Abby listened and took in the news. We watched the fire trucks and police cars and ambulances continue to fly down the street as they arrived from the boroughs and upstate and even out of state, racing toward the danger, driving directly into what we feared. And then Abby said, “Let’s go see if we can give blood.”

The storm calmed. The waves quieted down. We awoke to the realization that goodness was still somewhere. And we hoped, maybe even came close to trusting, that goodness could somehow overpower this evil we had been swept up in.  

Jesus wasn’t sleeping peacefully because he knew everything would work out, that they’d make it across the sea through the storm just fine. He was sleeping peacefully because he knew everything would not work out fine. He was born to die. And not in a peaceful, pleasant way. Many of his disciples would share in his suffering. Everyone in that boat would face storms more terrible than these winds and waves. Jesus never tells the disciples there is nothing to fear.

But Jesus trusted that in life and in death, he belonged to God. He had come from God, and he would return to God. Whatever happened, God was with him, so much a part of him that they were One.

And he trusted that God was mightier than wind and waves, mightier than angry mobs and political pawns, mightier than the pain of crucifixion, mightier than death itself. So in the midst of all those storms, he could trust God and be at peace.

Jesus asks, “Why are you afraid?” not because we have nothing to fear, but precisely because we have so much to fear. If we allow it, our whole lives could be enveloped in fear. And many lives are.

Millions of women live in fear of violence from an intimate partner. Thousands of immigrants live in fear of deportation. Nearly 1 in 5 kids in Colorado live in fear of hunger. Human beings on this planet face very real, present, rational fears that impact our quality of life or life itself.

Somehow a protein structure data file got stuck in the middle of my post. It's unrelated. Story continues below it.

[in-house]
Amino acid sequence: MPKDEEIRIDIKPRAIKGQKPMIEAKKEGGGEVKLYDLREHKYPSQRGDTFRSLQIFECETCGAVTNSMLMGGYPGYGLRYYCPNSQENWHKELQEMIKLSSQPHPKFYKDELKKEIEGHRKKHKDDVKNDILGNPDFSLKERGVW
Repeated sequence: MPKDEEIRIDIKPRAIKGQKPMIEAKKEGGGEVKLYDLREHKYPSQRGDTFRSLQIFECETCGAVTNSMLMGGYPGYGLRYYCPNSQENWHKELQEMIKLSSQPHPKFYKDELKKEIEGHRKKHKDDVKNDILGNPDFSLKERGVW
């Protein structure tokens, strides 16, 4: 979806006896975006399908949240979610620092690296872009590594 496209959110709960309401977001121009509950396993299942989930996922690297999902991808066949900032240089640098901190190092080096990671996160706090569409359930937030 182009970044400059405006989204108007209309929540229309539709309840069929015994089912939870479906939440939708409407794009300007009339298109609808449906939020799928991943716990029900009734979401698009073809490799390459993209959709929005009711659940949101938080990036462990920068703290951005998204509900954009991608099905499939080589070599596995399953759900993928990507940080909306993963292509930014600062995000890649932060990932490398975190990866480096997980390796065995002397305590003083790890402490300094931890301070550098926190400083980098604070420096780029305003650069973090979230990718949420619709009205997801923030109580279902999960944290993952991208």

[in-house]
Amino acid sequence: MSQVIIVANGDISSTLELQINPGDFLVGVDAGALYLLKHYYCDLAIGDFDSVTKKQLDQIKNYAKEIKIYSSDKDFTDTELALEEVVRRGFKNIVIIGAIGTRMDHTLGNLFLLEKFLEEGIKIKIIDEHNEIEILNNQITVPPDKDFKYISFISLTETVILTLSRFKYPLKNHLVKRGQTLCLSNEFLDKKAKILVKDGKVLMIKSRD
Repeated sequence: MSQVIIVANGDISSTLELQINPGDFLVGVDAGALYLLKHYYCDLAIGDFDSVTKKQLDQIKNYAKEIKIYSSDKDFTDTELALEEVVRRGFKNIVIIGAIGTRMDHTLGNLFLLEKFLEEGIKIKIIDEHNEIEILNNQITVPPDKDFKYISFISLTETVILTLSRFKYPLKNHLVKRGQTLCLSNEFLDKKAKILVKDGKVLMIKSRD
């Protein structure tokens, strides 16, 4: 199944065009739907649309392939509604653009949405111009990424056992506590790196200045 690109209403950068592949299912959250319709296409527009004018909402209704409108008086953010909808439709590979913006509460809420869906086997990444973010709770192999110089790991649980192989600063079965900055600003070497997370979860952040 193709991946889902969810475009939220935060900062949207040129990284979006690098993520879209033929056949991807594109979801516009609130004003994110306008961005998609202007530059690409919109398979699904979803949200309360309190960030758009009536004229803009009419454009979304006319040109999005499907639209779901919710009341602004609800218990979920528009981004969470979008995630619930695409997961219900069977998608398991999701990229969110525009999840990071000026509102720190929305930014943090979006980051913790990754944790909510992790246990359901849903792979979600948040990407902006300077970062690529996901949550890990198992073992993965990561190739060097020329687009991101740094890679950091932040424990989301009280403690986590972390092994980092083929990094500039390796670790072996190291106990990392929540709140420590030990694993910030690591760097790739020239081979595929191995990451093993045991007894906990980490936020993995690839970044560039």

Compound those real and present dangers with all the possible and potential threats we face – climate change, wars and rumors of wars, financial catastrophe, health crises – and our lives stand a good chance of being absolutely consumed by fear. Real, legitimate fear.

But this is not what we were created for. This is not the abundant life God desires for us. This is not the kingdom of heaven Jesus was sent to bring to earth.

Jesus came to free us from fear. Fear of scarcity. Fear of one another. Fear of violence. Even fear of death itself. God took on human flesh and encountered each and every one of these fears so that God could conquer them all.

The disciples were clearly missing this. As Jesus snoozes through a potentially fatal situation, the disciples are freaking out. I wonder what would have happened if they had instead followed Jesus. If they had curled up next to him and dozed off.

Maybe their boat would have capsized and they all would have drowned. Maybe those other boats would have been lost, too. That would have been terrible and tragic.

Those tragedies are not uncommon. So far this year, nearly 1,000 migrants have drowned in their attempt to reach shores that will probably not welcome them. Jesus and his followers could have been just another statistic. Just another group that should have stayed home. Just a bunch of idiots who should have known better than to get into a boat on a dangerous body of water at the wrong time of day.